With the advent of LinkedIn as a professional network, some individuals question whether you need a resume or not in an increasingly digital world. The answer, unsurprisingly, is a solid ‘yes’. LinkedIn has its place in discovering new opportunities, but many companies still require a traditional resume. A resume is the first point of contact between you and the employer, which means that the resume should be compelling. A resume also enables you to summarize all of your relevant experience into a two (or one) page document, allowing you to highlight the biggest accomplishments in your professional life to that point.
Resumes are essentially your primary tool for securing a position in a variety of settings, whether for a job opening, volunteer role, executive spot on a student club, or even graduate school. A key challenge is figuring out how you can stand out from hundreds, if not thousands, of other similar looking resumes that are all set in 12 point Times New Roman font with headers that all look the same or use the same jargon (e.g. team player, multitasker…). Design/layout is important, but so is content. You want your content to provide evidence-based information about your skills and abilities, and you also want your resume to be visually appealing for the reader.
What To Include
So, if a resume is your gateway to potential work, what content should you include? There are many resources out there to help you with this, but here are a few important pieces of advice:
Use numbers to demonstrate accomplishments. Stating that you were the project manager of an event looks great, but adding something like ‘project manager for an event that was attended by over 300 guests’ makes the point really stand out. This may sound pretentious, but you have to remember that mentioning key accomplishments in your life is just the facts, and is something a hiring manager will want to read about.
Keep important, relevant experience at the top. You may have heard that resumes should be organized chronologically (with most recent experience at the top), but this is not necessarily true. Following that guideline may make writing easier, but you could be putting yourself at a disadvantage. Instead, you could post the most relevant experience for that position at the top. After all, that will be what the reader is looking for, and seeing that at the top of the page could mean that your resume is much less likely to be rejected in six seconds. You could also organize your resume using targeted and functional headings.
Building on the previous point, you will also want to tailor your resume for the position. This may be painstaking, but imagine if you end up getting the role you wanted because of the extra few hours you put in customizing your document. The reason for doing this revision is simple – you want to demonstrate your value, so adjusting your resume to fit the position description is important.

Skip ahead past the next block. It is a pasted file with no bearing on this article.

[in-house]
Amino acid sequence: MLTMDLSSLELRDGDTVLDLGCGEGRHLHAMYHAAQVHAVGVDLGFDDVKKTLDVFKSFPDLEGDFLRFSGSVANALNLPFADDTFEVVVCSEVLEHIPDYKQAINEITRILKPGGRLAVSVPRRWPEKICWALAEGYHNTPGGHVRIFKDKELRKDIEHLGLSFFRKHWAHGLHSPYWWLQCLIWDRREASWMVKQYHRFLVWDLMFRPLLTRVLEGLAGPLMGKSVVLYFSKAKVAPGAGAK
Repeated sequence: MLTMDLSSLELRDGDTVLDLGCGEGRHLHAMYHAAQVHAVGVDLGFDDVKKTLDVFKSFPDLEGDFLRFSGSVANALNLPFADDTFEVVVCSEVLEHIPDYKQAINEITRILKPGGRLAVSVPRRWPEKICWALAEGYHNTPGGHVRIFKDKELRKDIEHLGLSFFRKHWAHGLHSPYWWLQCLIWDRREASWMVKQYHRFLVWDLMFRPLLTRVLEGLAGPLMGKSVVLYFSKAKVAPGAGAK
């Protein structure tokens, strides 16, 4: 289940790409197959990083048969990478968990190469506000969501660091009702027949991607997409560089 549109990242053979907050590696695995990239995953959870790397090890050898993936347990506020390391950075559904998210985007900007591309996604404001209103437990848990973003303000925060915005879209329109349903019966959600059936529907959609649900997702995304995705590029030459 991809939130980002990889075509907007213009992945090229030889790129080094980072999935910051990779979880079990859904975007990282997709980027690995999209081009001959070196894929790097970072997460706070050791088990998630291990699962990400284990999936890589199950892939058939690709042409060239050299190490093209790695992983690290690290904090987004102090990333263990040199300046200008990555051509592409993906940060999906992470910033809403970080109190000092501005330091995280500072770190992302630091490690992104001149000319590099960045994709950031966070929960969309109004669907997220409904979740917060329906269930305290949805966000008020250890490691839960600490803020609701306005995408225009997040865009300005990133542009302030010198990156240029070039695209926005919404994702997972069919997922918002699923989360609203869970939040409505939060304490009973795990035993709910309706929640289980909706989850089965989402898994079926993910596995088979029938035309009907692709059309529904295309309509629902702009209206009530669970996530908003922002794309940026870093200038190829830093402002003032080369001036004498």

Content is no doubt an important part of your resume, but you also want to ensure that readability is not compromised. The most important part of this is to use a font that is easily readable – nothing too fancy, but preferably something that still communicates your identity. Sans-serif fonts are usually preferred for screen reading, but serif fonts are generally easier to read in print format, so the choice is really up to you. Keep in mind that you will want to have as much white space as possible so that the individual reading your resume does not end up having their eyes wander all over the page. Make sure to use bullet points instead of paragraphs as well!
Regardless of the work you are applying for, you will want to have contrast to make the different sections stand out. You may also want to play around with having a coloured header, experimenting with how the different colours change the message you are delivering in your resume (or how they identify with yourself). If you are submitting a resume in colour online, make sure it can also be readable in black-and-white. Many employers do not print resumes in colour, so it would be a tremendous disappointment if, despite being an ideal candidate, you did not get considered due to a visually appealing resume that was not readable in black-and-white.
Breaking the resume down into subsections with bold headers is also important. As mentioned, you do not necessarily need to break this up chronologically – instead, you could organize your past experience based on the type of activities it involved (e.g. social media experience could be put in ‘Marketing Experience’ while graphic design could be placed in ‘Design (or Promotional) Experience). If you are stuck, here are some examples (1) (2) to help you out. This article from Creative Bloq also has some very useful tips if you are considering creating a resume in Illustrator or InDesign.
Resumes are an important part of establishing yourself with regards to your experiences and fit for a job. Whether it is one or two pages, everything from content to design of the resume should be in harmony, enabling you to showcase the great skills you have to offer. While editing your resume is not exactly the most fun activity, remember that the changes you make to tailor the resume to your work search could end up being more than worthwhile. Best of luck with creating (or revising) your resume!